“Hemp is a niche industry with restrictions still in place for growers. We’re screaming out for supply right now to meet demand and will have to go offshore at some stage. Hemp needs to become no different to barley or wheat with no restrictions. That would mean a larger ability to process and produce and would drop the market price significantly of hemp products.”

Little Bird Organics hemp cookie. Photo / Supplied

Restaurants and cafes are jumping on the bandwagon this year too.

Little Bird Organics will be the first out with a hemp-based snack launching nationwide in supermarkets and select stores from February 5. The apple cinnamon-flavoured breakfast cookie contains hemp seeds and can be “an ideal nutritious start to the day”, says owner Megan May. The wholefoods advocate has been “waiting for ages” to put hemp in her retail range and use it more in the cafe.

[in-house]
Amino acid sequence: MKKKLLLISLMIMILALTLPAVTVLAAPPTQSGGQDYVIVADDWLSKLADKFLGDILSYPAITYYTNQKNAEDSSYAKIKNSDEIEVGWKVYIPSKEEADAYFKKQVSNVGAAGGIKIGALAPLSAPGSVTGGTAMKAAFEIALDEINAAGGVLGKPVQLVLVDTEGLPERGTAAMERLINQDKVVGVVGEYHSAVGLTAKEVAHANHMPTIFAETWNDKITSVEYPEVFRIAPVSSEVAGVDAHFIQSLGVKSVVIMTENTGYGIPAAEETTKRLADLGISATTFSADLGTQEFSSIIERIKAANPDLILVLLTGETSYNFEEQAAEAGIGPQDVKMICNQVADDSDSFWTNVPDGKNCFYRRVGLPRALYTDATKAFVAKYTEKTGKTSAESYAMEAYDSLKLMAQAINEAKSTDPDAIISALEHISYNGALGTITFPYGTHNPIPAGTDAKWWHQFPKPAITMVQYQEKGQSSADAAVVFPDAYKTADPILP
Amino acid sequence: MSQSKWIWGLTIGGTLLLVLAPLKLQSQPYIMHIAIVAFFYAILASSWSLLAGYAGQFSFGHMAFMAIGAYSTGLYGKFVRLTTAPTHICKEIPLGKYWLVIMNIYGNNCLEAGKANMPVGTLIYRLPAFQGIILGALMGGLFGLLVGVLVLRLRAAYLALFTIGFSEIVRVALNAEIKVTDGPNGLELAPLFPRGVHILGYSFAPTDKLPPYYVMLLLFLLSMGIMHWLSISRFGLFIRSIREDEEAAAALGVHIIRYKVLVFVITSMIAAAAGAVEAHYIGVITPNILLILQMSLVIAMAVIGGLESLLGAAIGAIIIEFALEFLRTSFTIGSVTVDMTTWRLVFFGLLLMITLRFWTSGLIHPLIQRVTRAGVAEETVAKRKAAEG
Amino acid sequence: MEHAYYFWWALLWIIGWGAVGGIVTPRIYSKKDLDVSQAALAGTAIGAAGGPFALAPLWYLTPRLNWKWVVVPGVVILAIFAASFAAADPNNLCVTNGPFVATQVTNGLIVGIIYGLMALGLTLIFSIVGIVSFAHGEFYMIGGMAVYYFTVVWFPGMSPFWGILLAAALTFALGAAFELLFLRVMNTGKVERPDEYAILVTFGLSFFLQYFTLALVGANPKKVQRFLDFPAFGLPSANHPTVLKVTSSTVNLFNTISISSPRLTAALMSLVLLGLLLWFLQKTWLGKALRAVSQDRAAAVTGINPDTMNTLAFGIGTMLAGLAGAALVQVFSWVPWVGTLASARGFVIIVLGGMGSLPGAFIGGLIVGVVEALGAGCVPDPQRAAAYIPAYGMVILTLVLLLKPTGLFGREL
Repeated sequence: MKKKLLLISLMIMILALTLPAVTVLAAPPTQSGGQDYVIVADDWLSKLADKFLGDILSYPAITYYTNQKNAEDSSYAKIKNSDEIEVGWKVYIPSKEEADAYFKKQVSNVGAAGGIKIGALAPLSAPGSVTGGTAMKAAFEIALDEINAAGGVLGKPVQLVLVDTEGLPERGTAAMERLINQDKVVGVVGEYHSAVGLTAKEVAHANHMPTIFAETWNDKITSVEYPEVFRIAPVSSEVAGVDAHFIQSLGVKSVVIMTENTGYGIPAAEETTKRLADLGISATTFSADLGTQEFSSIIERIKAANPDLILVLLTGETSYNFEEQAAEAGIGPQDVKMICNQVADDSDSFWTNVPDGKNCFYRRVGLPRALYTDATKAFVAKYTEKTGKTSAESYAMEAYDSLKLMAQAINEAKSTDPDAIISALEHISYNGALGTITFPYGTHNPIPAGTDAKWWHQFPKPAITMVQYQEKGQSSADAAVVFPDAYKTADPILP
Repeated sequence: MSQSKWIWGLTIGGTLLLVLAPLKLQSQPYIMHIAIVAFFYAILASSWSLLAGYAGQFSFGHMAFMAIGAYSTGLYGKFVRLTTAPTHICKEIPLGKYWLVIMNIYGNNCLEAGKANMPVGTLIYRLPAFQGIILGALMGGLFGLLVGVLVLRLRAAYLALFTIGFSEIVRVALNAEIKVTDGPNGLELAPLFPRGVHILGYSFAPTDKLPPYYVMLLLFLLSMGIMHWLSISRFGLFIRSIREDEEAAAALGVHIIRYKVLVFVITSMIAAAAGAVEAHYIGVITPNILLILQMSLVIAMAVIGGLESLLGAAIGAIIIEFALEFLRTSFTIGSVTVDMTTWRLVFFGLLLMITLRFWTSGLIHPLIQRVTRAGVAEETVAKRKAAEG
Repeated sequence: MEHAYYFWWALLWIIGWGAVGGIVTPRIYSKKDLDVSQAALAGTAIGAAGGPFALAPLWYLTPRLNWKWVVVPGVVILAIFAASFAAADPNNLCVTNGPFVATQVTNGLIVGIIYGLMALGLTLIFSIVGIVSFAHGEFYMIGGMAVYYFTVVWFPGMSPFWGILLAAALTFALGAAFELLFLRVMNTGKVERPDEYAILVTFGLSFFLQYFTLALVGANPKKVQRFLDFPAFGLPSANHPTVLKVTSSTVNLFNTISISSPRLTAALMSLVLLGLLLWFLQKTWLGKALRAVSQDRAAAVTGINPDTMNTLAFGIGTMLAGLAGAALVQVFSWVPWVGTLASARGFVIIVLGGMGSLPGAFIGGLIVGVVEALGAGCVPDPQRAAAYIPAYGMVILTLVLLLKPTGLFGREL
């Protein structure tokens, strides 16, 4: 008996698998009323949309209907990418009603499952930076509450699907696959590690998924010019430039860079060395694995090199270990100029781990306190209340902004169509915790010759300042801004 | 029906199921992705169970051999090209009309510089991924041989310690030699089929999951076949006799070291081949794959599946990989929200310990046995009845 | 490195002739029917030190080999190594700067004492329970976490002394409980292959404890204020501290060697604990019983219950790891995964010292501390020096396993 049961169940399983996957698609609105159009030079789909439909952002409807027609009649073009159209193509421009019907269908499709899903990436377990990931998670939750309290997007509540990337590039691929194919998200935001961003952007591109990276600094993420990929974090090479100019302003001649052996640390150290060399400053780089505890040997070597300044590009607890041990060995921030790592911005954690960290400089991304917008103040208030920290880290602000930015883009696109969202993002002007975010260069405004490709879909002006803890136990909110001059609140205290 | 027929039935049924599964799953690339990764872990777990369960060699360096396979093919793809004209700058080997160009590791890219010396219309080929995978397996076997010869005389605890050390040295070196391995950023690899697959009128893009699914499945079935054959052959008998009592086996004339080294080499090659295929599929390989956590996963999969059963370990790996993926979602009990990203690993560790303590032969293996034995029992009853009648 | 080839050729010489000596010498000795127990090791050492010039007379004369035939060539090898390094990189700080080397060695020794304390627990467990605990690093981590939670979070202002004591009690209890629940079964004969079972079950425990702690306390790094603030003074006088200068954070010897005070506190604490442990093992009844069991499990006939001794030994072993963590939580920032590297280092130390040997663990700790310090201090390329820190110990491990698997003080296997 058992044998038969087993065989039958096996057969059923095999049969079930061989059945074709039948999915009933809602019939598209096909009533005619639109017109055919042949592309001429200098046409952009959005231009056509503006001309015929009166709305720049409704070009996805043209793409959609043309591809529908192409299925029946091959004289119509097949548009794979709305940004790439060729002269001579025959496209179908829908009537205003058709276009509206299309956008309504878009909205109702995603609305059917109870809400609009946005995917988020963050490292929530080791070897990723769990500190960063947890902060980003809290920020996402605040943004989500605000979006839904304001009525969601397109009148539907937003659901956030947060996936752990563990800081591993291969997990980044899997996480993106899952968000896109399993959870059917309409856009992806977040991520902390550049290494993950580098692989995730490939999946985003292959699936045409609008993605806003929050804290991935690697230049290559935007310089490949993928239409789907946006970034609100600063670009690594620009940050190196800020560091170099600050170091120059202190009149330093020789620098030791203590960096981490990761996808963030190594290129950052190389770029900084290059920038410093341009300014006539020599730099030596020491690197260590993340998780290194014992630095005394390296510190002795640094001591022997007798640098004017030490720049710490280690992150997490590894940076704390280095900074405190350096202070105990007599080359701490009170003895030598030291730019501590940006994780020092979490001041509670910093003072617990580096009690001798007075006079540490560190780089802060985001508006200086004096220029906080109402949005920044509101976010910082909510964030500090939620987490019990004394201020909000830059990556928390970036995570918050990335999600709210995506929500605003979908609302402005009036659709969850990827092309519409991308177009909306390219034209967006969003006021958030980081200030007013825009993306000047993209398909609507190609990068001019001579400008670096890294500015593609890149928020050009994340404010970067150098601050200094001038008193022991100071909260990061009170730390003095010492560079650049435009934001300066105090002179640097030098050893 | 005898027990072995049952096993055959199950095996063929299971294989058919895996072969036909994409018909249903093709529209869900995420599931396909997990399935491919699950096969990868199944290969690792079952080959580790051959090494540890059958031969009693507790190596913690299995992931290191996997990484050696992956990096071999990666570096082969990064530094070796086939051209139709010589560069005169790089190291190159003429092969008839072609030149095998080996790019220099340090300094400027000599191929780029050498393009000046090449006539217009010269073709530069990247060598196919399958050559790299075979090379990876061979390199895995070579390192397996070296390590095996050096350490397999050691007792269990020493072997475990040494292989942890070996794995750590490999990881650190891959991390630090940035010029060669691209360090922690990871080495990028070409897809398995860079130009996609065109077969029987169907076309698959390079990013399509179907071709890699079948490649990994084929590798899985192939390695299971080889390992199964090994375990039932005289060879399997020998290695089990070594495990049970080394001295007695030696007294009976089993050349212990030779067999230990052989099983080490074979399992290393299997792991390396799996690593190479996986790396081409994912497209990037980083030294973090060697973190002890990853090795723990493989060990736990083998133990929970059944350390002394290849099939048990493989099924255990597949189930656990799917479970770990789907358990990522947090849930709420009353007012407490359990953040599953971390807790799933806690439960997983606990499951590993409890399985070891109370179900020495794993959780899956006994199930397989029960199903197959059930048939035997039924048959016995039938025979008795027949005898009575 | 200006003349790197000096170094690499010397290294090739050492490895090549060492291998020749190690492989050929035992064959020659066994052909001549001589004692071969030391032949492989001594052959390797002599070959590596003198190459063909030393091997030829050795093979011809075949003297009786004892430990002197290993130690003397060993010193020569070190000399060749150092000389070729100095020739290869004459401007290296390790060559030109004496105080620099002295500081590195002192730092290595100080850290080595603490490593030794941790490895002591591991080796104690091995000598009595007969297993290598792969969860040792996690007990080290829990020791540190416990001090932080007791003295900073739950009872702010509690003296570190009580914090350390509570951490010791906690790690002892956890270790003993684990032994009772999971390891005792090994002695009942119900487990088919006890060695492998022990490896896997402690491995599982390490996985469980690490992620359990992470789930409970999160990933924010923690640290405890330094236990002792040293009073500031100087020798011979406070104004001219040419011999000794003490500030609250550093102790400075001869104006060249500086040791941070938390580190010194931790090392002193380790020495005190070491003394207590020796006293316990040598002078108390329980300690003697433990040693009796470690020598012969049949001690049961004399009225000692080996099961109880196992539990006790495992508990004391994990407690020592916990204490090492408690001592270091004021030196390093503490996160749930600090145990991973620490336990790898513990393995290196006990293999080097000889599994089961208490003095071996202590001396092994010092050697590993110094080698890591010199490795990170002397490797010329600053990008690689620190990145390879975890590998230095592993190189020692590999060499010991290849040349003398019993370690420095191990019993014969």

“We want to make hemp an everyday ingredient — not a special thing. It should be something in lots of products and dishes. For plant-based or vegan eaters, it’s such an easy and important source of nutrition with high levels of protein and is very digestible,” she says. “The crop is easy to grow organic too, which is important to us as a business.”

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Point Chevalier bakery and cafe Daily Bread has made a new sourdough with hemp seeds, rosemary and green olives.